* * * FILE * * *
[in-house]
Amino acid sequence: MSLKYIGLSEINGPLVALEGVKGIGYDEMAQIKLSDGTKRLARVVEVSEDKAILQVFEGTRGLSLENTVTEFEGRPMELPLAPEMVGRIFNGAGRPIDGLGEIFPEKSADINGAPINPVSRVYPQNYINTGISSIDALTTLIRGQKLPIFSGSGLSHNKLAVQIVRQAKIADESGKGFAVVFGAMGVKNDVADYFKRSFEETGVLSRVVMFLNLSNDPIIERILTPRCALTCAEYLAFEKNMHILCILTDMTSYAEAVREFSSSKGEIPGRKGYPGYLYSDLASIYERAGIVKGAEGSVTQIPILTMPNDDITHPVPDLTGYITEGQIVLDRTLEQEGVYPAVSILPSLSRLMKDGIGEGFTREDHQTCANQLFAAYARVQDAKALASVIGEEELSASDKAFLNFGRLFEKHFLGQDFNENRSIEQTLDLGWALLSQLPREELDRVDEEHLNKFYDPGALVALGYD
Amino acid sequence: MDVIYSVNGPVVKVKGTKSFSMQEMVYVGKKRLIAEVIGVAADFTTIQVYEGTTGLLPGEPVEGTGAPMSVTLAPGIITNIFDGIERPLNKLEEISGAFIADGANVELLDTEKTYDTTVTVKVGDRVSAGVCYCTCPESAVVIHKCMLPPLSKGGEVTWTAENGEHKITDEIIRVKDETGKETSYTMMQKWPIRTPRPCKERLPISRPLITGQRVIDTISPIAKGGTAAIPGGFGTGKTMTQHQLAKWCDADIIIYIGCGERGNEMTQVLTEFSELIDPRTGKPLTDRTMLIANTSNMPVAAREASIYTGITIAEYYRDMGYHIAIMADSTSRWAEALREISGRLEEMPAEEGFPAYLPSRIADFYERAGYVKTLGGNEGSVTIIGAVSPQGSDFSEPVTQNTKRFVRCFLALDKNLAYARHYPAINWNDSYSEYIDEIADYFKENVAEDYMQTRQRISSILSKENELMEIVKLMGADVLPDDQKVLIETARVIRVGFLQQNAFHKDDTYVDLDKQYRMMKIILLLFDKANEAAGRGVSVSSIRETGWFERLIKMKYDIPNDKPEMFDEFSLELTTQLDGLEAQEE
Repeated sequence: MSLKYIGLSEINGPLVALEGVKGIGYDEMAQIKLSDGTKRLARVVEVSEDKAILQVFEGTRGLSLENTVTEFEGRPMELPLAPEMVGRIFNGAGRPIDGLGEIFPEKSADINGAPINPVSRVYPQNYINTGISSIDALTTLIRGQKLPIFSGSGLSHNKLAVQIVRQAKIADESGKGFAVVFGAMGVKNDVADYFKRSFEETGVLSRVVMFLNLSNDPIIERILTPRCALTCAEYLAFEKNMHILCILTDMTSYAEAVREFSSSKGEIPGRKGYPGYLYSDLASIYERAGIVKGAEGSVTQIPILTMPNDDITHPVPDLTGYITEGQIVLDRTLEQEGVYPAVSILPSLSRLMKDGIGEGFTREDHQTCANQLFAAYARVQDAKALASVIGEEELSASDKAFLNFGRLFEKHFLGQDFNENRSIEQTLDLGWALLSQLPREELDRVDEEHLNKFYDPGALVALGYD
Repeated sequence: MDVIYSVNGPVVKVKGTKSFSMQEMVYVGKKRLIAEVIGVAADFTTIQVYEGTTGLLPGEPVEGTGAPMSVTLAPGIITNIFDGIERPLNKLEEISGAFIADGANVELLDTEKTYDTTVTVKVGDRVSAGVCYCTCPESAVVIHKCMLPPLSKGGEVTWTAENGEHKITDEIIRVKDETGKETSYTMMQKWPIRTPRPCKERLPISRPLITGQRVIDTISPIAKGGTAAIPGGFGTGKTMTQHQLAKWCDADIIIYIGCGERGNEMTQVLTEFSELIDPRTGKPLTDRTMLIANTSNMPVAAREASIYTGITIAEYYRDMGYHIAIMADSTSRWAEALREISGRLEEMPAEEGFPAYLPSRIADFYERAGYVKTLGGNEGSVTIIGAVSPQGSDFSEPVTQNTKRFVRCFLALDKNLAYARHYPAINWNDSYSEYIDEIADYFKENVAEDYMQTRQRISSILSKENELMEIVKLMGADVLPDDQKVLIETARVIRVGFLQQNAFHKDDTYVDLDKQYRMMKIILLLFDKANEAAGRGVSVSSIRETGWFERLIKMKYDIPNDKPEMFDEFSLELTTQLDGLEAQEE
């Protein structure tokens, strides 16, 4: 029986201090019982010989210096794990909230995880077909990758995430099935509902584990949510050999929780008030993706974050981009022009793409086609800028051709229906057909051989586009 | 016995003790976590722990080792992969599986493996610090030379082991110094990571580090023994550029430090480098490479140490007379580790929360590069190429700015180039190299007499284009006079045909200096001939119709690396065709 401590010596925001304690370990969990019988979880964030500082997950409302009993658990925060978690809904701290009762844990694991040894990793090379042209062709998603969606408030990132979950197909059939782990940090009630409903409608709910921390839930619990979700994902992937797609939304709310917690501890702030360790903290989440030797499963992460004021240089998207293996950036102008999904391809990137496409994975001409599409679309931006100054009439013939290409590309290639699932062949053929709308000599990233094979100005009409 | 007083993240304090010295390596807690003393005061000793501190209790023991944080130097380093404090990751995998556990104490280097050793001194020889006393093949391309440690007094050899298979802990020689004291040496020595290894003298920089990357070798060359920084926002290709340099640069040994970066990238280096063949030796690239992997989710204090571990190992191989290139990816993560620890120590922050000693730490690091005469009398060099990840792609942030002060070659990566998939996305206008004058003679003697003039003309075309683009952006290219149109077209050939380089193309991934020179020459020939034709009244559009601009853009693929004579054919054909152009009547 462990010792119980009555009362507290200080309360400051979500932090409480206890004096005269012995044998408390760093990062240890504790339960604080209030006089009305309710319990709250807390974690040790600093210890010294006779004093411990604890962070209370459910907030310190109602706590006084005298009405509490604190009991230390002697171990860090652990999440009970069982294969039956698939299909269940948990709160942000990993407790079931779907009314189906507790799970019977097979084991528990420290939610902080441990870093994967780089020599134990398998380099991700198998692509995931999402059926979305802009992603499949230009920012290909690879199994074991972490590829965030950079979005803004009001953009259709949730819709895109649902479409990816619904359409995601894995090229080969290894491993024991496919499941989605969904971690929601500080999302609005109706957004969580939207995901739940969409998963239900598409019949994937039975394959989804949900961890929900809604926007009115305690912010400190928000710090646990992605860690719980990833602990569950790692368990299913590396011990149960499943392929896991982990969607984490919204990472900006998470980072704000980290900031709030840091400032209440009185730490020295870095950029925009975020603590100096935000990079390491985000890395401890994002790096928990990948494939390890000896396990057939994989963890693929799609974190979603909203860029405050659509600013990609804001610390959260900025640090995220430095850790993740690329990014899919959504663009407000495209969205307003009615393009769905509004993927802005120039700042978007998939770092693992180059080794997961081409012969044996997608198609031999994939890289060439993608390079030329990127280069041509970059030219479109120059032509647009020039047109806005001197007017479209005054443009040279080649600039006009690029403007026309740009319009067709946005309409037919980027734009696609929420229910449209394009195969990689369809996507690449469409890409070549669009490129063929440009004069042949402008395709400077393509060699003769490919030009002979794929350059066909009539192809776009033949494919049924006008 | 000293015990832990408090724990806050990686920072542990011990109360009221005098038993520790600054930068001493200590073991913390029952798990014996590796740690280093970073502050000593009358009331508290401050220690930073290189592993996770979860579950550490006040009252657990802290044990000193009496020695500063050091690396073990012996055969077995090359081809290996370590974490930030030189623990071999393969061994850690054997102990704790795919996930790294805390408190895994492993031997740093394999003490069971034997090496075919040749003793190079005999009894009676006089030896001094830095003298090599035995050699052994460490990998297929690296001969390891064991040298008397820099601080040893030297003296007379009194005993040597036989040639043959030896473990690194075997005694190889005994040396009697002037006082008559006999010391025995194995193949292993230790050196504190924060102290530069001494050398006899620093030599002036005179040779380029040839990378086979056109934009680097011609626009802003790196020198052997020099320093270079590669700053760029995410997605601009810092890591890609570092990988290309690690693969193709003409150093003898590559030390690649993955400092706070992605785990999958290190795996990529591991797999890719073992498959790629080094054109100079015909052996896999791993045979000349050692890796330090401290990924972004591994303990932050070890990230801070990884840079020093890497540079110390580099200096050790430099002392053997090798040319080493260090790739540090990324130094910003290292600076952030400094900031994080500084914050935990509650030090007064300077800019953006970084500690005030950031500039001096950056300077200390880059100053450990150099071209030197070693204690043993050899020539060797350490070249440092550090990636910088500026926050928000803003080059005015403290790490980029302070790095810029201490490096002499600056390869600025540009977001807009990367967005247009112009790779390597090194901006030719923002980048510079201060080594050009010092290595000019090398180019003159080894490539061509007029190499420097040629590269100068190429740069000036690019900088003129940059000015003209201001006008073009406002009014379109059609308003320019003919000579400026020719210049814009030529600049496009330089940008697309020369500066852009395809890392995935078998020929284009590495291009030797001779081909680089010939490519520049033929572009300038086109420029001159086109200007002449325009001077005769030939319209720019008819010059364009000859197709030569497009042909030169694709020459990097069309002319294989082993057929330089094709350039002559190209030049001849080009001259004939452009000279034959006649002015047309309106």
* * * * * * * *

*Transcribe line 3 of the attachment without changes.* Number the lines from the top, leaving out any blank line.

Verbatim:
Amino acid sequence: MDVIYSVNGPVVKVKGTKSFSMQEMVYVGKKRLIAEVIGVAADFTTIQVYEGTTGLLPGEPVEGTGAPMSVTLAPGIITNIFDGIERPLNKLEEISGAFIADGANVELLDTEKTYDTTVTVKVGDRVSAGVCYCTCPESAVVIHKCMLPPLSKGGEVTWTAENGEHKITDEIIRVKDETGKETSYTMMQKWPIRTPRPCKERLPISRPLITGQRVIDTISPIAKGGTAAIPGGFGTGKTMTQHQLAKWCDADIIIYIGCGERGNEMTQVLTEFSELIDPRTGKPLTDRTMLIANTSNMPVAAREASIYTGITIAEYYRDMGYHIAIMADSTSRWAEALREISGRLEEMPAEEGFPAYLPSRIADFYERAGYVKTLGGNEGSVTIIGAVSPQGSDFSEPVTQNTKRFVRCFLALDKNLAYARHYPAINWNDSYSEYIDEIADYFKENVAEDYMQTRQRISSILSKENELMEIVKLMGADVLPDDQKVLIETARVIRVGFLQQNAFHKDDTYVDLDKQYRMMKIILLLFDKANEAAGRGVSVSSIRETGWFERLIKMKYDIPNDKPEMFDEFSLELTTQLDGLEAQEE